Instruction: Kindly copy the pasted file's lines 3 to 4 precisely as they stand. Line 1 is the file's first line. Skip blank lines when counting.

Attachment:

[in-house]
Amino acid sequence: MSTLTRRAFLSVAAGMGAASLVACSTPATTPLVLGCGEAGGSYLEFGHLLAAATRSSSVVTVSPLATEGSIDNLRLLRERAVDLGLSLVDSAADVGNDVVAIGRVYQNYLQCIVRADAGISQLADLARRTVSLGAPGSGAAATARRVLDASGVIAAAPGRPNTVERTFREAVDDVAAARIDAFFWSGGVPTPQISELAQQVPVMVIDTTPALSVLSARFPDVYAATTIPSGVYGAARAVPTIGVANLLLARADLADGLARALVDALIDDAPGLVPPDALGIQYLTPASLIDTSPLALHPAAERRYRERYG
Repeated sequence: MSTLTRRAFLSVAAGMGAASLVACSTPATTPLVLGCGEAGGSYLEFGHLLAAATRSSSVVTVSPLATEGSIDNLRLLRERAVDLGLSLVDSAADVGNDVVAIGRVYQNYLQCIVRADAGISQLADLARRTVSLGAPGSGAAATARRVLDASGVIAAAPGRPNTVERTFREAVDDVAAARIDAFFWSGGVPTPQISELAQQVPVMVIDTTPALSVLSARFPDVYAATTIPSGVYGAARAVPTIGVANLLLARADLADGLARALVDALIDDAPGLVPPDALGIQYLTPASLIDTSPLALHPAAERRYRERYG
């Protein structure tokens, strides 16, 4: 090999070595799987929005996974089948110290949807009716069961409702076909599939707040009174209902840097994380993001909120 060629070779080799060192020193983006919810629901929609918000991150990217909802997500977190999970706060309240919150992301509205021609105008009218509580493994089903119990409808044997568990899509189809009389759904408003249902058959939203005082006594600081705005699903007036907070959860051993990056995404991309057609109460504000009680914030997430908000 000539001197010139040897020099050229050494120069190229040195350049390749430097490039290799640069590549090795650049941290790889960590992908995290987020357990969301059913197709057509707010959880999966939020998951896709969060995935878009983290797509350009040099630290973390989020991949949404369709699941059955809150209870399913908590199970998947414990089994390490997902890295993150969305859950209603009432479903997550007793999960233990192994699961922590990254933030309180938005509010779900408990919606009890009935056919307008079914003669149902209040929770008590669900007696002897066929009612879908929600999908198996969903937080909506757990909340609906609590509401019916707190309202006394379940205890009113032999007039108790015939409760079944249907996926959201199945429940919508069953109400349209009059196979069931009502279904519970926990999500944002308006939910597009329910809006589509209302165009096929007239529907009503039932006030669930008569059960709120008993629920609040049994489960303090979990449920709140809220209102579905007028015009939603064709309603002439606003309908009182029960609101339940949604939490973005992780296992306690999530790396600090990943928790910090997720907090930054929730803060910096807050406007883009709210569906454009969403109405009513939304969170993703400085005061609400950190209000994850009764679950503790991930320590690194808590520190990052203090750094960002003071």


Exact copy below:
Repeated sequence: MSTLTRRAFLSVAAGMGAASLVACSTPATTPLVLGCGEAGGSYLEFGHLLAAATRSSSVVTVSPLATEGSIDNLRLLRERAVDLGLSLVDSAADVGNDVVAIGRVYQNYLQCIVRADAGISQLADLARRTVSLGAPGSGAAATARRVLDASGVIAAAPGRPNTVERTFREAVDDVAAARIDAFFWSGGVPTPQISELAQQVPVMVIDTTPALSVLSARFPDVYAATTIPSGVYGAARAVPTIGVANLLLARADLADGLARALVDALIDDAPGLVPPDALGIQYLTPASLIDTSPLALHPAAERRYRERYG
């Protein structure tokens, strides 16, 4: 090999070595799987929005996974089948110290949807009716069961409702076909599939707040009174209902840097994380993001909120 060629070779080799060192020193983006919810629901929609918000991150990217909802997500977190999970706060309240919150992301509205021609105008009218509580493994089903119990409808044997568990899509189809009389759904408003249902058959939203005082006594600081705005699903007036907070959860051993990056995404991309057609109460504000009680914030997430908000 000539001197010139040897020099050229050494120069190229040195350049390749430097490039290799640069590549090795650049941290790889960590992908995290987020357990969301059913197709057509707010959880999966939020998951896709969060995935878009983290797509350009040099630290973390989020991949949404369709699941059955809150209870399913908590199970998947414990089994390490997902890295993150969305859950209603009432479903997550007793999960233990192994699961922590990254933030309180938005509010779900408990919606009890009935056919307008079914003669149902209040929770008590669900007696002897066929009612879908929600999908198996969903937080909506757990909340609906609590509401019916707190309202006394379940205890009113032999007039108790015939409760079944249907996926959201199945429940919508069953109400349209009059196979069931009502279904519970926990999500944002308006939910597009329910809006589509209302165009096929007239529907009503039932006030669930008569059960709120008993629920609040049994489960303090979990449920709140809220209102579905007028015009939603064709309603002439606003309908009182029960609101339940949604939490973005992780296992306690999530790396600090990943928790910090997720907090930054929730803060910096807050406007883009709210569906454009969403109405009513939304969170993703400085005061609400950190209000994850009764679950503790991930320590690194808590520190990052203090750094960002003071």